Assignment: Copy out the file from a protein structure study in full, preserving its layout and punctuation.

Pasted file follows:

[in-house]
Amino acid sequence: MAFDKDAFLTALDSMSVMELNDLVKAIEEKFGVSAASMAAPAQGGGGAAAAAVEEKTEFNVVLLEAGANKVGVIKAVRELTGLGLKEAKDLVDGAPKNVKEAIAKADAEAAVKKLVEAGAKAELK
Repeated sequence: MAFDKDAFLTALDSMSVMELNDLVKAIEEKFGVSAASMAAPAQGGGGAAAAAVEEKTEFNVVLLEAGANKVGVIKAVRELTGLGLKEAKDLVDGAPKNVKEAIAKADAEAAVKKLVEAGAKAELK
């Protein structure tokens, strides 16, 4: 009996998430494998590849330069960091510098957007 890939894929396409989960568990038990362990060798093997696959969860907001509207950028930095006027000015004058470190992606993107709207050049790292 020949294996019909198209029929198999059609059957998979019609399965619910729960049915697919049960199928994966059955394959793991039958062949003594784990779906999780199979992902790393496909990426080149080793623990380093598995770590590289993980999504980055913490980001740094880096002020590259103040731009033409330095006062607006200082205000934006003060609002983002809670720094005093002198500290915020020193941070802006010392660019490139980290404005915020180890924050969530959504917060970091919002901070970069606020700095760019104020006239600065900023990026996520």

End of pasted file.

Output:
[in-house]
Amino acid sequence: MAFDKDAFLTALDSMSVMELNDLVKAIEEKFGVSAASMAAPAQGGGGAAAAAVEEKTEFNVVLLEAGANKVGVIKAVRELTGLGLKEAKDLVDGAPKNVKEAIAKADAEAAVKKLVEAGAKAELK
Repeated sequence: MAFDKDAFLTALDSMSVMELNDLVKAIEEKFGVSAASMAAPAQGGGGAAAAAVEEKTEFNVVLLEAGANKVGVIKAVRELTGLGLKEAKDLVDGAPKNVKEAIAKADAEAAVKKLVEAGAKAELK
């Protein structure tokens, strides 16, 4: 009996998430494998590849330069960091510098957007 890939894929396409989960568990038990362990060798093997696959969860907001509207950028930095006027000015004058470190992606993107709207050049790292 020949294996019909198209029929198999059609059957998979019609399965619910729960049915697919049960199928994966059955394959793991039958062949003594784990779906999780199979992902790393496909990426080149080793623990380093598995770590590289993980999504980055913490980001740094880096002020590259103040731009033409330095006062607006200082205000934006003060609002983002809670720094005093002198500290915020020193941070802006010392660019490139980290404005915020180890924050969530959504917060970091919002901070970069606020700095760019104020006239600065900023990026996520």